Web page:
At the height of the COVID-19 pandemic, public health restrictions including self-isolation of positive cases and their close contacts were vital to reduce onward transmission of SARS-CoV-2, thus preventing deaths and the potential overwhelming of health-care services. However, the requirement for prolonged and often repeated episodes of self-isolation has had an enormous impact on individuals' psychological, financial, and educational wellbeing, disproportionately affecting those on lower incomes, the self-employed, and those unable to work from home.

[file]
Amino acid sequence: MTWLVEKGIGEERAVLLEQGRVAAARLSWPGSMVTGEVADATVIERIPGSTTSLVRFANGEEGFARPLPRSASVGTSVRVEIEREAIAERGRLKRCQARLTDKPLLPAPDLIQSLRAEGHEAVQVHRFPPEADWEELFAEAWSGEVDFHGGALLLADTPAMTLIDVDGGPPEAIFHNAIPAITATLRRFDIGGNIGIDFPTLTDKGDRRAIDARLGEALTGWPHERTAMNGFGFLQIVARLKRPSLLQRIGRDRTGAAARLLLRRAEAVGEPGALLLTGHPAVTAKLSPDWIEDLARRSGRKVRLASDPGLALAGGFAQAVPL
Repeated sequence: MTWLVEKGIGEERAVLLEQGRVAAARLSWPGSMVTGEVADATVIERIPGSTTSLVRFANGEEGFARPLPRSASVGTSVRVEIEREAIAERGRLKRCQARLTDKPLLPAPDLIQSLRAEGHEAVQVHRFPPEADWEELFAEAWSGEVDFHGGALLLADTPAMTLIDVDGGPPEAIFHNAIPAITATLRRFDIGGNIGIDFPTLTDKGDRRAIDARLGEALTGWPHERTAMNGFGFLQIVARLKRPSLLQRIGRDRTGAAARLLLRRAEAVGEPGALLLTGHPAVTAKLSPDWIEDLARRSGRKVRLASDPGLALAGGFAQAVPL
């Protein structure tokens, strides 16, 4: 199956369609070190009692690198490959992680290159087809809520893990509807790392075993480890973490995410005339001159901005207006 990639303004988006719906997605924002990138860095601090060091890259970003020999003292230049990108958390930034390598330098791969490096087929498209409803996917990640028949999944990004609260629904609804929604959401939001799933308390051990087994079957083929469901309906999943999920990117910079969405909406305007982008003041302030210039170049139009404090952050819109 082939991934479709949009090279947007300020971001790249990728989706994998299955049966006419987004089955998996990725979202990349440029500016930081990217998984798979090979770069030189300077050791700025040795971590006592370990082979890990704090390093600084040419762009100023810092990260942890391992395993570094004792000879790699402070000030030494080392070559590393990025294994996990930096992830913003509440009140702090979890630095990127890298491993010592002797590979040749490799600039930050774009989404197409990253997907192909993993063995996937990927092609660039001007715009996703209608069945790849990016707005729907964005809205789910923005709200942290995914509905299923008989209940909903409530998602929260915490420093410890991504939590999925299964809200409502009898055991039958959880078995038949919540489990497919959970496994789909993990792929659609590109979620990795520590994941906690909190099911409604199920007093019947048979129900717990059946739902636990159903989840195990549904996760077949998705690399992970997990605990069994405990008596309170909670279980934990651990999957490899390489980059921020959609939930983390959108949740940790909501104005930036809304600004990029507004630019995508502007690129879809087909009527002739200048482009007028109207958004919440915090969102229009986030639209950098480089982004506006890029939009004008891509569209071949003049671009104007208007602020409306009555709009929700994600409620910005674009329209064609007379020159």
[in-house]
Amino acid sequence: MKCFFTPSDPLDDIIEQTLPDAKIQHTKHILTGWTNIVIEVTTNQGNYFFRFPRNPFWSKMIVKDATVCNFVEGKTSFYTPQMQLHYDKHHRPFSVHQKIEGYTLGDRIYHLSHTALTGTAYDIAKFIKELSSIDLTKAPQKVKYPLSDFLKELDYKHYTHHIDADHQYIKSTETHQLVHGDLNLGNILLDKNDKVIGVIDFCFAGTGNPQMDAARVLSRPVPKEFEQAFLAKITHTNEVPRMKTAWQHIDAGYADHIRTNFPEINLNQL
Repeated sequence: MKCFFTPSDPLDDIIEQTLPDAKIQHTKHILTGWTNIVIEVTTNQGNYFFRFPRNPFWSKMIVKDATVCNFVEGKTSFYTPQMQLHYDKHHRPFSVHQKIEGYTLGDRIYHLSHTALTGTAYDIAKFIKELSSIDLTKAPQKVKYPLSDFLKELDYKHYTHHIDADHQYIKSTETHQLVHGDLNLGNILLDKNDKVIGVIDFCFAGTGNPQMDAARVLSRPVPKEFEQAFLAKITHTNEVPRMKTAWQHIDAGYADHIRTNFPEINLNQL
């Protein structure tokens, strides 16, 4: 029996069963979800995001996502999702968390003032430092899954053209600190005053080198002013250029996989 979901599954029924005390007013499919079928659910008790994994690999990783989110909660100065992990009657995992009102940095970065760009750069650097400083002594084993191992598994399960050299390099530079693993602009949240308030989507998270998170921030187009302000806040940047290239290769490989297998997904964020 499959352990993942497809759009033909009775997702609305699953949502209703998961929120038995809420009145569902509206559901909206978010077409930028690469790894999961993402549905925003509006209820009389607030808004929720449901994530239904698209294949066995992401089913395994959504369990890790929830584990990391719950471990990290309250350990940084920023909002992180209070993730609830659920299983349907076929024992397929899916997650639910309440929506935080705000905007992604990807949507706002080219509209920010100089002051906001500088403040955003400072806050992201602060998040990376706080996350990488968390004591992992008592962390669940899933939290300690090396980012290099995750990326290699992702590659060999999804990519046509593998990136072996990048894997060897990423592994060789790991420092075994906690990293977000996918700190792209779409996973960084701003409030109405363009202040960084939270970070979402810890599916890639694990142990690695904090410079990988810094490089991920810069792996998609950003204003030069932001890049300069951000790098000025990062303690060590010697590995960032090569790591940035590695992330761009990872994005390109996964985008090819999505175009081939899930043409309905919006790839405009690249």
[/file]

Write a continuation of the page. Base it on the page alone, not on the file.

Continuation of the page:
Self-isolation policies have also had wider deleterious effects on national economies, infrastructure, and the delivery of public services, such as health care and education.


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Cite as

Vink, E. & Ho, A. 2022, 'SARS-CoV-2: can isolation be limited to those who are truly infectious?', The Lancet Respiratory Medicine, 10(11), pp. 1011-1013. http://dx.doi.org/10.1016/S2213-2600(22)00272-7

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Last updated: 23 November 2022
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